One day as I was doing photography conservation work in a museum, I opened a box full of negative rolls wrapped up in papers of various colors, exactly as the photographers had stored them many years ago. I felt an urge to take a picture of these rolls in the condition I found them. It was even more necessary since for purposes of long-term preservation, the rolls had to be taken out, cleaned, cut, and repacked according to contemporary standards. Most probably, the boxes and wrapping paper that came with the negatives would be disposed of. The conditions to take the pictures were not excellent (fluorescent light and cell phone), but this was the start of resuming my personal photography work. I kept on taking pictures of these "archaeological states," either of photographic materials I received for treatment at my workshop or ones that I found at flee-markets... or even in waste bins. I named them "Placentaires" (“placentars”) – let me explain why.
For some time, I have been thinking of some analogy with the photographic collections I am entrusted with for preservation work, which after treatment are sent back tightly wrapped up in white paper, neatly settled in their grey cardboard cradles. Usually, the rest of the stuff that originally comes with the rolls of negatives – sleeves, boxes, wrapping papers, elastic bands – is not considered important in any other way than a source of information for the inventory. Very little of it is materially preserved.
One day, it struck me that all of the original wrapping that served to envelop the life of these photographs closely resembles placenta. Placenta is a very odd organic material. Starting from the same material as the cells of the future human being, in some way it "denies itself" so that this one can develop and reach life. At the time of delivery this large piece of meat is severed from the baby when the umbilical cord is cut. It is then disposed of, unless it is used for research or medical purposes. In the end, who cares about this singular organ, which is obviously a part of the person to be? I have always been fascinated by this placentary poetry, its nearly nothingness that drives it to disposal. Beyond its image, the materiality surrounding old photography collections fires up my imagination.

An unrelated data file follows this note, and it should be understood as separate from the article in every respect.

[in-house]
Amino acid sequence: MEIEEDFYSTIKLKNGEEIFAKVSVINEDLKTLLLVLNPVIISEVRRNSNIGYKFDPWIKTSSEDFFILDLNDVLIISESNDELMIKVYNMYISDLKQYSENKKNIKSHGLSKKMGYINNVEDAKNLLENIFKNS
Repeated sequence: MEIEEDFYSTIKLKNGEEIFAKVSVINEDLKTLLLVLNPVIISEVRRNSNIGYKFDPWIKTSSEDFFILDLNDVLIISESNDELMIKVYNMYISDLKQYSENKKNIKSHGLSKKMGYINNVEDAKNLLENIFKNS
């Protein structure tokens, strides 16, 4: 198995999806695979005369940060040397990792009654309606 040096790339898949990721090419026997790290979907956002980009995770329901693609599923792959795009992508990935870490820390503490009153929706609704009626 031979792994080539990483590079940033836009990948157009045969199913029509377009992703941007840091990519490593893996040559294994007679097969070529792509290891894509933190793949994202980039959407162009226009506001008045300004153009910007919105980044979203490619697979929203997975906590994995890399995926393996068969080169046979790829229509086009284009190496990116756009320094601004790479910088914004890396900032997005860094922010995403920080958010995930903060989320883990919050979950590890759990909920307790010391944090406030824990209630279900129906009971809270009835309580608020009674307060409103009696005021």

For the past two years I gradually accumulated a corpus of work. This personal work is like a dotted line I keep drawing in the spare time. I have not officially presented any of it yet. I like things to settle, in order to see what will emerge. It gives some poetry – and motivation – to my conservation work. It evokes what excites me in my daily contact with patrimonial photography: its serendipity and materiality, the range of human emotion I find in the pictures and their packaging, their montage, their aging. It also evokes what is considered as patrimonial, what is noted as important by museum institutions and what is not.
~ Gwenola Furic (France)
More at https://gwenola-furic.jimdo.com/
Each month we will select and feature several stories from the archive, contributing reflections and comments on the value and impact of discarded objects in our world, as well as addressing that particular story's relationship and resonance to the larger theoretical and philosophical principles underlying the project. The complete text of the original stories can be accessed by navigating the interactive map based on location (using the zoom and pan feature), or by author's name on the bar to the left of the map.